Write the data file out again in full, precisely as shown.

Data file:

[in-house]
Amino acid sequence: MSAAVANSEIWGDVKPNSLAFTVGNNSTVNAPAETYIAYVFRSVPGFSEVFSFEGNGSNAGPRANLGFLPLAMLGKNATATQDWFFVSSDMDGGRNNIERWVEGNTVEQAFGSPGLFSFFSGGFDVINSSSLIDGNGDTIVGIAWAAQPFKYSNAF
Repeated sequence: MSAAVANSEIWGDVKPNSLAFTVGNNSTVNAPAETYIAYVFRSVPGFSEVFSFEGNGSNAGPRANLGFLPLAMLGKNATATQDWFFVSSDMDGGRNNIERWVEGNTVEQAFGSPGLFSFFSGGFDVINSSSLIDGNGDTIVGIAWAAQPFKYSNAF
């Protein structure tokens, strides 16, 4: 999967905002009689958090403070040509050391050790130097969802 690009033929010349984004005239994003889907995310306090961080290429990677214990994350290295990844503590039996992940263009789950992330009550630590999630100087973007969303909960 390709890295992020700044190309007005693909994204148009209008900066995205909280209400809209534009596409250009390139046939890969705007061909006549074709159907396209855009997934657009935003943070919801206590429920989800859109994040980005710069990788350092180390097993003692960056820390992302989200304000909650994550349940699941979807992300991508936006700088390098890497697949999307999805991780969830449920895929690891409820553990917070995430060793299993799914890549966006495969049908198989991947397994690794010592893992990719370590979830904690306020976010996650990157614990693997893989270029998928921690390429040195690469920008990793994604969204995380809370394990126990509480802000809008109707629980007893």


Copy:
[in-house]
Amino acid sequence: MSAAVANSEIWGDVKPNSLAFTVGNNSTVNAPAETYIAYVFRSVPGFSEVFSFEGNGSNAGPRANLGFLPLAMLGKNATATQDWFFVSSDMDGGRNNIERWVEGNTVEQAFGSPGLFSFFSGGFDVINSSSLIDGNGDTIVGIAWAAQPFKYSNAF
Repeated sequence: MSAAVANSEIWGDVKPNSLAFTVGNNSTVNAPAETYIAYVFRSVPGFSEVFSFEGNGSNAGPRANLGFLPLAMLGKNATATQDWFFVSSDMDGGRNNIERWVEGNTVEQAFGSPGLFSFFSGGFDVINSSSLIDGNGDTIVGIAWAAQPFKYSNAF
């Protein structure tokens, strides 16, 4: 999967905002009689958090403070040509050391050790130097969802 690009033929010349984004005239994003889907995310306090961080290429990677214990994350290295990844503590039996992940263009789950992330009550630590999630100087973007969303909960 390709890295992020700044190309007005693909994204148009209008900066995205909280209400809209534009596409250009390139046939890969705007061909006549074709159907396209855009997934657009935003943070919801206590429920989800859109994040980005710069990788350092180390097993003692960056820390992302989200304000909650994550349940699941979807992300991508936006700088390098890497697949999307999805991780969830449920895929690891409820553990917070995430060793299993799914890549966006495969049908198989991947397994690794010592893992990719370590979830904690306020976010996650990157614990693997893989270029998928921690390429040195690469920008990793994604969204995380809370394990126990509480802000809008109707629980007893």